Google's own tactics are driving people out of business as we speak. Don't make the mistake of thinking that they are any different from MS. You can say what you like about them but my whole business is based on MS products. On the whole these are good, innovative products that I use to do my job and I have been doing so for twenty odd years. If it had not been for MS most of the world would not even know what a spreadsheet or a database was! MS popularised conmputing for the masses and just happened to make themselves a pile while doing so.
Let's put this in perspective. If Google went down the tubes overnight it would have very little effect on me. People would still use the Internet and we would move on to the other search engines. There are alternatives to Google just as there are alternatives to MS and no one still seriously believes that we cannot do without Google search, do they?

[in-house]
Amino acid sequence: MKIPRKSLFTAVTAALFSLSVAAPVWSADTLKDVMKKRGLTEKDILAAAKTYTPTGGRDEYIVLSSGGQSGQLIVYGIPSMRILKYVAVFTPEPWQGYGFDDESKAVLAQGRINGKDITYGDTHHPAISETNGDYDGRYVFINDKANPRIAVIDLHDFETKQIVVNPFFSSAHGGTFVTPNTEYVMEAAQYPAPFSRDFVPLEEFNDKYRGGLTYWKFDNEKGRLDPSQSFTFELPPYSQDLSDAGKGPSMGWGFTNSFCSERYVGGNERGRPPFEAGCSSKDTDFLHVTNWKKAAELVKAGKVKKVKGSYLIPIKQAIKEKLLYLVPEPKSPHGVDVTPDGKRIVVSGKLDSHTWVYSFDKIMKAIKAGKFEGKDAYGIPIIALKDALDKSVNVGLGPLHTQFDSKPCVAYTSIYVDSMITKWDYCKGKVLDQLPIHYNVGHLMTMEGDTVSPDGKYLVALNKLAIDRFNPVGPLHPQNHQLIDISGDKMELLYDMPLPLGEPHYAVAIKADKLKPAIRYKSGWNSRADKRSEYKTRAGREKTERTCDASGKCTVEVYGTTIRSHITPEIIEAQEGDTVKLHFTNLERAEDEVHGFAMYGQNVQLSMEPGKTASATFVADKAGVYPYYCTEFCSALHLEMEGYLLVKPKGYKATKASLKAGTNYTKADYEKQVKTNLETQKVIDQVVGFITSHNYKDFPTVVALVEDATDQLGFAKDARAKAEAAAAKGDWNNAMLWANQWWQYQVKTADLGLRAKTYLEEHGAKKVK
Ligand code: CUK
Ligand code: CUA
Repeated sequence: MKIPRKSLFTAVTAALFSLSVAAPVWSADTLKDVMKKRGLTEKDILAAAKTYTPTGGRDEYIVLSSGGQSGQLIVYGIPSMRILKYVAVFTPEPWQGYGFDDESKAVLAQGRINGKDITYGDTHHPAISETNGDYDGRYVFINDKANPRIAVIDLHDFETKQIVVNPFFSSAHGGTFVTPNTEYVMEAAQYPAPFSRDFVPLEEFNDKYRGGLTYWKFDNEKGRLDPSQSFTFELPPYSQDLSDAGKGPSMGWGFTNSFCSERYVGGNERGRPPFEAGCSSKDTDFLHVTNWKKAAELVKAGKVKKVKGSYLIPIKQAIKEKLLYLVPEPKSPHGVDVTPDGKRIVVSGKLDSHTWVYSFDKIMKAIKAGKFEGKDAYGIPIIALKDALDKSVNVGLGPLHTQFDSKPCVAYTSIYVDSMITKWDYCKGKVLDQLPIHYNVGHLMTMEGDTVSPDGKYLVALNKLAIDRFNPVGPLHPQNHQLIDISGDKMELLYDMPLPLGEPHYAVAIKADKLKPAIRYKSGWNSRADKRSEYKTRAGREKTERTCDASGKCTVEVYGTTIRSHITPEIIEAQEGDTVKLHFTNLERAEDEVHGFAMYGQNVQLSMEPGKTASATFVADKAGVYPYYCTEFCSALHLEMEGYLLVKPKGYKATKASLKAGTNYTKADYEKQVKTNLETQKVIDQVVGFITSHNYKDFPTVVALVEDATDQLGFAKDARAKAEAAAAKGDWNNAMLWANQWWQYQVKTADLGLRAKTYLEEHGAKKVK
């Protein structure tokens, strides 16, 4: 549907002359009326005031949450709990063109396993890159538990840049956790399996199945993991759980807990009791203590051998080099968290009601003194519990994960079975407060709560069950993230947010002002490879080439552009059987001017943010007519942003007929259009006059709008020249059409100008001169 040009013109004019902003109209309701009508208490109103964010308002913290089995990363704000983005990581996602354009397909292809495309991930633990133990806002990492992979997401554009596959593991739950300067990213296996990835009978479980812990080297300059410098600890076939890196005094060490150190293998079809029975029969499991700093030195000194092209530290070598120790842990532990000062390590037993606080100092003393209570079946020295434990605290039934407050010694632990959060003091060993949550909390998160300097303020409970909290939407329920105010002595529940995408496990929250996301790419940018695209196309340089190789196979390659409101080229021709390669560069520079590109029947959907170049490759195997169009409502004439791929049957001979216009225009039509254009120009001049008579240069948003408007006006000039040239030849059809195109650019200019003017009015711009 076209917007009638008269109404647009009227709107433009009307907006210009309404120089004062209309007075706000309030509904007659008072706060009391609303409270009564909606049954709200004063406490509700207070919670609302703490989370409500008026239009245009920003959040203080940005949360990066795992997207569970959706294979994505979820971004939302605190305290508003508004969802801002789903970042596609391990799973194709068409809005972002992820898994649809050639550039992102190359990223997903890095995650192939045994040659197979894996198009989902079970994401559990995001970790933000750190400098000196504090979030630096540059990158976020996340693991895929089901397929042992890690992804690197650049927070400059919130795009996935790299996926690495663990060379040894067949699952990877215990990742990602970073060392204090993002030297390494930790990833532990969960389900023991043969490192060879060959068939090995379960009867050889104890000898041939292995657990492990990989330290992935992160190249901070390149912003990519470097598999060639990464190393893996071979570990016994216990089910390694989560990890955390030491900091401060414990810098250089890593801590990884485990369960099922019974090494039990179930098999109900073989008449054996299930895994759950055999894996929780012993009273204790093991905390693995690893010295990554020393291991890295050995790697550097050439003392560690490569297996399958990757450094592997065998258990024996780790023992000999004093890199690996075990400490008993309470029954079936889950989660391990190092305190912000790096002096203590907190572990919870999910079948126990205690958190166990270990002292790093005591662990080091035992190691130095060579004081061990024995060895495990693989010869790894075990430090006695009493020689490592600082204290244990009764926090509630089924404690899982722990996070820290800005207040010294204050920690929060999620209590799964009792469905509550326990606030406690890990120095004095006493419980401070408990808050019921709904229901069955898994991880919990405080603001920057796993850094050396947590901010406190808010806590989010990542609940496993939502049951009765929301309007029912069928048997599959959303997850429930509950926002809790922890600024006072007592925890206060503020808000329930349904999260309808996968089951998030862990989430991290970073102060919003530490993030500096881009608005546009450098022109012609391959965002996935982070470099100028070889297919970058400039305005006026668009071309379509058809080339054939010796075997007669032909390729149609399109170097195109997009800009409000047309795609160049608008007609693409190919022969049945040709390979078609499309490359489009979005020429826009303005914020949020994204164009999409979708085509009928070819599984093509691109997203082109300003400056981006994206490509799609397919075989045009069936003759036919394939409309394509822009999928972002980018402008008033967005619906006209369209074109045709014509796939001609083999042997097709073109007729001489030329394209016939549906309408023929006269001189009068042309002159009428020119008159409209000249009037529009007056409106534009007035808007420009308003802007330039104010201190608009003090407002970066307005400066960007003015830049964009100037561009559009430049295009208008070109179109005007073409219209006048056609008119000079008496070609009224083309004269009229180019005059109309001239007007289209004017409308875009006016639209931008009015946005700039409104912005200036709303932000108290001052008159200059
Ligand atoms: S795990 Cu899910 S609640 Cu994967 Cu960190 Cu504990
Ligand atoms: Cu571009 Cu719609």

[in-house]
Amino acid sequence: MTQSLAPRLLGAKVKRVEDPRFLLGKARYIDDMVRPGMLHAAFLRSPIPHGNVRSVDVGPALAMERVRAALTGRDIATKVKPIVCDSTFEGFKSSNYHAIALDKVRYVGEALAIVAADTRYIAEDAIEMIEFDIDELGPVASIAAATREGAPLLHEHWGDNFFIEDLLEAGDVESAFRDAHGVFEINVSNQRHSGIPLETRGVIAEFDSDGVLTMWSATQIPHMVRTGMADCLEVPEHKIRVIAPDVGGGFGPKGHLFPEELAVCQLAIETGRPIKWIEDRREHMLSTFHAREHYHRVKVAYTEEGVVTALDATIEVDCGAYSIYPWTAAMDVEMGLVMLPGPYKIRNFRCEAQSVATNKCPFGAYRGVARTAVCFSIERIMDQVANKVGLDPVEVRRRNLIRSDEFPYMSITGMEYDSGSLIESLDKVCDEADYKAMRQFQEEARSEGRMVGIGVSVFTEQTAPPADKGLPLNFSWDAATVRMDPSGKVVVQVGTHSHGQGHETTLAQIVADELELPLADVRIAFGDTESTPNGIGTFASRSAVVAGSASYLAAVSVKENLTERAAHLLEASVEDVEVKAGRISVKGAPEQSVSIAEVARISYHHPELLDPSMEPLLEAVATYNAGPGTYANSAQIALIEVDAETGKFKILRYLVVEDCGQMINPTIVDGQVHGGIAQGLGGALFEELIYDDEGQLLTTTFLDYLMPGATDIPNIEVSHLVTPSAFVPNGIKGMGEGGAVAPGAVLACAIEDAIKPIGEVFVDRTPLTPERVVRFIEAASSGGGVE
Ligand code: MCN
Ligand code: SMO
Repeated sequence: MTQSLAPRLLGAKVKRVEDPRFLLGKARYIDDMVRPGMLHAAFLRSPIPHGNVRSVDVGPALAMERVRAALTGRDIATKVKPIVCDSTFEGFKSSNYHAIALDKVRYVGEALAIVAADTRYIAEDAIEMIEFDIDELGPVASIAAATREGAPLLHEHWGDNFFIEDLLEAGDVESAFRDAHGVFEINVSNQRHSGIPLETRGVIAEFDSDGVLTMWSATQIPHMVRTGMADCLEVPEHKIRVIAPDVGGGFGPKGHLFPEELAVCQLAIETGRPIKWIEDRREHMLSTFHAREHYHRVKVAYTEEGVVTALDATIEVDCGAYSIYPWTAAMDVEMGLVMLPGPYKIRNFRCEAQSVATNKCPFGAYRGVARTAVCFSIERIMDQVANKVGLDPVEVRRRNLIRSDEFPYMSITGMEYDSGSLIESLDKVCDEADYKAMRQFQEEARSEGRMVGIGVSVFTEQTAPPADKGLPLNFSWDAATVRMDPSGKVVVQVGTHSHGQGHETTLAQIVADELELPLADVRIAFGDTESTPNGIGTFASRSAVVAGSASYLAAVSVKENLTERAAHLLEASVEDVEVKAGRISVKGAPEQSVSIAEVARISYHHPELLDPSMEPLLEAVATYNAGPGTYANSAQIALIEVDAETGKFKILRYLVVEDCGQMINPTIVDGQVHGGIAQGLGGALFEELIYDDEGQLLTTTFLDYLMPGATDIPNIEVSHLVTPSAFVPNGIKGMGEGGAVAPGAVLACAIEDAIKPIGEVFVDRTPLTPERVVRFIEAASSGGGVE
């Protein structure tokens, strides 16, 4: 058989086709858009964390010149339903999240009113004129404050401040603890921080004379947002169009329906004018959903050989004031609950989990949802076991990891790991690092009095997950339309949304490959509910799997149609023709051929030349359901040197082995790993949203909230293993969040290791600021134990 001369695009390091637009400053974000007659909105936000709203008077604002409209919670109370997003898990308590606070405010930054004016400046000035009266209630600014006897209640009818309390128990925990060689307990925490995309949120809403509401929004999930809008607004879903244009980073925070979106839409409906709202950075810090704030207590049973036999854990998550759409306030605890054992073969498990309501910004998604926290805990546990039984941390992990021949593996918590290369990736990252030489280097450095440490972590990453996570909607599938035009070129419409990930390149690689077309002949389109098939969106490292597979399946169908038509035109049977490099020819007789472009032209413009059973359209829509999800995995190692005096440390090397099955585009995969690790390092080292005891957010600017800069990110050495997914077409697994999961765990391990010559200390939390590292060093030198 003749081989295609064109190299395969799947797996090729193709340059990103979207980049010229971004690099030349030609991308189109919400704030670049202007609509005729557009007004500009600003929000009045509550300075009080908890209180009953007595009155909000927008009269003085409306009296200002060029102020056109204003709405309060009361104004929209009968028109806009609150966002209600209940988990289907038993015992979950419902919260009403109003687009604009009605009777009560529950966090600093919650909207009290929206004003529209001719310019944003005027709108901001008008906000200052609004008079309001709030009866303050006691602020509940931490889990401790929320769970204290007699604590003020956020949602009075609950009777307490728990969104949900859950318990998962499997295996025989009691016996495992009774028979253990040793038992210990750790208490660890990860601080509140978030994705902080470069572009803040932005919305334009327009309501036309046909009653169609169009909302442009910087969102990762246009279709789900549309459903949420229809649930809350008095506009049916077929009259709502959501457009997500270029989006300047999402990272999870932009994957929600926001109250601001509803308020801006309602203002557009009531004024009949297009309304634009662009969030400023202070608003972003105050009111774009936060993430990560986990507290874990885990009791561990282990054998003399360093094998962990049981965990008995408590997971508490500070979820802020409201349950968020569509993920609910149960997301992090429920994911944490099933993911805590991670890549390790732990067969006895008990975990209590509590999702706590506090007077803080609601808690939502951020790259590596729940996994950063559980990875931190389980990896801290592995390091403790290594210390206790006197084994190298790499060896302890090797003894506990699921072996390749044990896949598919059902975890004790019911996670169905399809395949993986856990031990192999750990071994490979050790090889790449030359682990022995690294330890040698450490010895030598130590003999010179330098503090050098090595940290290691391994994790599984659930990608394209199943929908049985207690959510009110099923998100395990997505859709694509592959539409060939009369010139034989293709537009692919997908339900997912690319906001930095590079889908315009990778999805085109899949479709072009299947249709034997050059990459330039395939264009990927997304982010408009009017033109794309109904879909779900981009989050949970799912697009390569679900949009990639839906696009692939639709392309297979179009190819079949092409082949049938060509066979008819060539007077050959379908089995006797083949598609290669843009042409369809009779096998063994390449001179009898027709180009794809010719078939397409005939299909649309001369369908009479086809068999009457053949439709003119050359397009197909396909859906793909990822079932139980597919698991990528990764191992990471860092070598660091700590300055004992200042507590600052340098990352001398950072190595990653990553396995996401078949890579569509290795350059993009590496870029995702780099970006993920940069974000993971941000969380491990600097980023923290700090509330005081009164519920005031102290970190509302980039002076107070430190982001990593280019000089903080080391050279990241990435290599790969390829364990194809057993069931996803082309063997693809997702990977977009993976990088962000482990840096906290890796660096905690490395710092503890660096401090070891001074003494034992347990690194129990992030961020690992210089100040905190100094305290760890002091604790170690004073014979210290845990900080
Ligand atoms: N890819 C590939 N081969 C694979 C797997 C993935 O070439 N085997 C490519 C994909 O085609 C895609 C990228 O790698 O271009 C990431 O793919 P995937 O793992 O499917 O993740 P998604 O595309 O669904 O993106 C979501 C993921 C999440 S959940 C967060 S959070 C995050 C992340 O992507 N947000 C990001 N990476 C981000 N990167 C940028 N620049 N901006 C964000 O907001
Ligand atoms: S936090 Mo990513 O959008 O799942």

It is the nature of the net, that we, as webmasters, must be adaptable to the "everflux" on all SE's and if your web strategy is in-line with what is happening, you will come out tops.
Google, MSN, and Yahoo are all in it for themselves, so is it not the best idea to be in it for yourself also? If one SE fail (Or is in the process of failing), I will start turning my sights on another.
Personally I dont care who "leads" the internet (SE) market, as long as I get the traffic.
I think that is what most posters on this thread feel as well - but not everyone is admitting it!
Commercial webmasters are angry with Google because traffic from Google has been unpredictable lately - and of course those whose traffic have fallen post Big Daddy are the angriest.
Google is still most peoples (including mine) favourite search engine and is gaining market share. I do not care about some obscure website losing traffic (unless its one of mine of course), I care about good search results.